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Lakeville's Miracole’s Candy Shoppe Looks Toward Bright Future With New Ownership

Miracole’s Candy Shoppe’s new owners, Becky McGuire and Mary Liebfried, are looking to keep the store’s original inventory but expand into previously uncharted territory.

Becky McGuire, half of the duo that bought Miracole’s Candy Shoppe on Aug. 2, peered through the shades as I approached the entrance of the candy store, located just off of main street in downtown Lakeville.

As I drew closer, she opened the door quickly and briefly looked around at the street outside.

“Let’s hurry up and get inside,” McGuire said. “The kids know my car and they will chase me down for candy.”

As she ushered me into the store, the tan, rough exterior of the building gave way to an inviting child-friendly shop highlighted with bright colors.

Not much has changed during the week since McGuire bought the shop from Leroy Mcghee, Jr., the original owner of the business. Mcghee started the store with his son and daughter, Miracole, who the store is named after. They decided to set up shop in the building, located at 20830 Holt Ave., behind , which is owned by Mcguire’s husband, Tim, and his business, McGuire Mechanical.

After opening the store, another business endeavor had Mcghee stretched in putting time into Miracole’s, so McGuire helped run the store, and eventually McGuire and Liebfried decided to buy it from him.

The duo say they don’t plan on keeping everything the same. McGuire, who’s also an independent travel agent, and her grandson attempted to find the perfect look during this past week by moving things around. They also plan on repainting the store and they're thinking of turning the back portion into a coffee shop with the purchase of a new, fancy coffee maker. Greeting cards may also be added to the shop in the future.

However, the foundation of candy and kids built by Mcghee will remain the same, only expanded upon to bring in customers of all ages.  

“Our plan is to keep all of the stuff they had for the kids but add more things directed at adults,” McGuire said. “Like truffles, hand-made candies, cookies and vintage drinks.”

McGuire plans on finding local vendors who can offer unique, high-quality, preferably all natural and great tasting products to build the store’s inventory. Lately, she has been ordering a lot of candies that were popular in the 1950’s, and just got in some old fashioned ICB Root Beer and Orange Crush in the bottle.

“It has been going over really well with adults,” McGuire said. “It brings back a lot of memories from when they were growing up.”

She’s also busy with promotions and marketing the business, using a grass-roots technique to get the word out about Miracole’s Candy Shoppe. And McGuire has some young friends who are willing to help.

The neighborhood children are putting up fliers in area parks and businesses in exchange for free candy. The fliers—when returned to the shop—guarantee the customer a free piece of candy. The kid whose fliers appear the most in the shop also gets free candy.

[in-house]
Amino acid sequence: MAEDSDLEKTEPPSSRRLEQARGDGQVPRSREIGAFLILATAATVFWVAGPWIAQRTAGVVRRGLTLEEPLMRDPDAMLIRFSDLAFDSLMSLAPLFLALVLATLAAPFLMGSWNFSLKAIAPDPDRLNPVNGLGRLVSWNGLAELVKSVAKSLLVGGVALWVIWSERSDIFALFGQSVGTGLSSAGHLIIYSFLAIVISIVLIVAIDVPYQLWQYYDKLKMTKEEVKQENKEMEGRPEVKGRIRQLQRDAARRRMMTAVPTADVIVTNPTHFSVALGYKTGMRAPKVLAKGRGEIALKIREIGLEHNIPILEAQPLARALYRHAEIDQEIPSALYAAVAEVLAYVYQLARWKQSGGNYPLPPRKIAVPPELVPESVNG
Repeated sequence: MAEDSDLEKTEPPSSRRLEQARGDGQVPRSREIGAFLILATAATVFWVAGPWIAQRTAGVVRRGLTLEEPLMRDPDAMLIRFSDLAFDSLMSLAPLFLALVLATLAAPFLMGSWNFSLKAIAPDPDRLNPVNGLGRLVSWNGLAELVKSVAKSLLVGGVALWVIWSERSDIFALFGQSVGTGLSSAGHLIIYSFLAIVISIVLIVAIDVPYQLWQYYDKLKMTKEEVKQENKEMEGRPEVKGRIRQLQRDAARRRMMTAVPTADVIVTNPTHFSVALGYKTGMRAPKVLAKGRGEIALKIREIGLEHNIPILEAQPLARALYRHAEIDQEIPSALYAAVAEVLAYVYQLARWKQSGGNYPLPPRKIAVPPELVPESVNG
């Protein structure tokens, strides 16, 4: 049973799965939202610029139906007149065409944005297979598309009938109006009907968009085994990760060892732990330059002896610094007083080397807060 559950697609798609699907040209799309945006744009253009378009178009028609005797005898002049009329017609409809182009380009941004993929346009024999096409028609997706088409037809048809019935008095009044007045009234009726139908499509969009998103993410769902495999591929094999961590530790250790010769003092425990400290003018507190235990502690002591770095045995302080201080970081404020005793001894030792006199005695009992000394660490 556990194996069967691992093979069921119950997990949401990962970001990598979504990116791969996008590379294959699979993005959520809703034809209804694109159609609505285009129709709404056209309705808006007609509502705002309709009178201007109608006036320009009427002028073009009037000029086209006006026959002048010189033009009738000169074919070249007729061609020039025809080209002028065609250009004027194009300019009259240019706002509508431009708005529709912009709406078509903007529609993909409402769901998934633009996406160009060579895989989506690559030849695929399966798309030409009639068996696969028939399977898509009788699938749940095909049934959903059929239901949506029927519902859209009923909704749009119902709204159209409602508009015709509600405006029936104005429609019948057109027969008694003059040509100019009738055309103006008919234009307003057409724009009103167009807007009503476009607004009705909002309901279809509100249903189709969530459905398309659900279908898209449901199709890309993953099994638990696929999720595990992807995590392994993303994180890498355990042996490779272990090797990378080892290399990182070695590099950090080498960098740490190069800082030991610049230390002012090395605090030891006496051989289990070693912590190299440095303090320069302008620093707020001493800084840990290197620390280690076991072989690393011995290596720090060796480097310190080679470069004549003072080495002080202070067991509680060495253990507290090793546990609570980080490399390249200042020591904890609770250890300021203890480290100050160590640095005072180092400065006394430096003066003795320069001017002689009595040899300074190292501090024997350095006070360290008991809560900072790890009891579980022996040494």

Because of the constant presence of area children, she also has a petition going with the city of Lakeville to get a stop sign put in front of the store. She needs 300 signees to get the sign.

They are also working on a website, which should be active soon. The website will not only be a marketing tool, but will be an extension of the store on the web. Customers will soon be able to buy gourmet candies and put together custom candy baskets right from the website.  

The duo is also taking ideas for new products that customers would like to see offered in the store and online. They are already working on getting more sugar-free candies, which were requested by many of the seniors who have made their way into the shop. Flexibility and responding to customer suggestion, McGuire said, is the store’s major advantage over bigger candy sellers in the area like Cub Foods and Target.  

Eventually, McGuire would like to be making enough to hire someone to run the shop. Her husband Tim and she have their eye on retirement and traveling around the country in the couple’s motor home. But for now they plan on getting someone who can run the shop later into the evening and on the weekends.

“Mary and I cannot work seven days a week. We are too old,” McGuire said as she smiled. “Mary thinks we should be at church anyway.”

Business has been pretty good so far. Area events, like the Farmer’s Market, have helped bring in more customers. Hot days also drive in customers looking for cool drinks and ice cream treats. Reasonable prices in the store, which range from three cents to $3, are also a drawing point for local customers who are on a budget.

McGuire also doesn’t plan on moving the shop from the building any time soon.

“We own the building, so I think I can get a pretty good deal on rent,” McGuire said with a laugh. “I would be better on main street, but with the rent there we wouldn’t be able to make it.”

And she may be right. Another candy store has tried its luck on main street only to go out of business a short while later. Right now, the only possible move would be trading positions with her husband’s business. If the store does well, she would move into the more visible position that McGuire Mechanical currently occupies, but for now she is happy where she is on Holt Avenue, just off of main street.  

“If I say we are behind Ace Hardware,” McGuire said. “Everyone knows where that is.”

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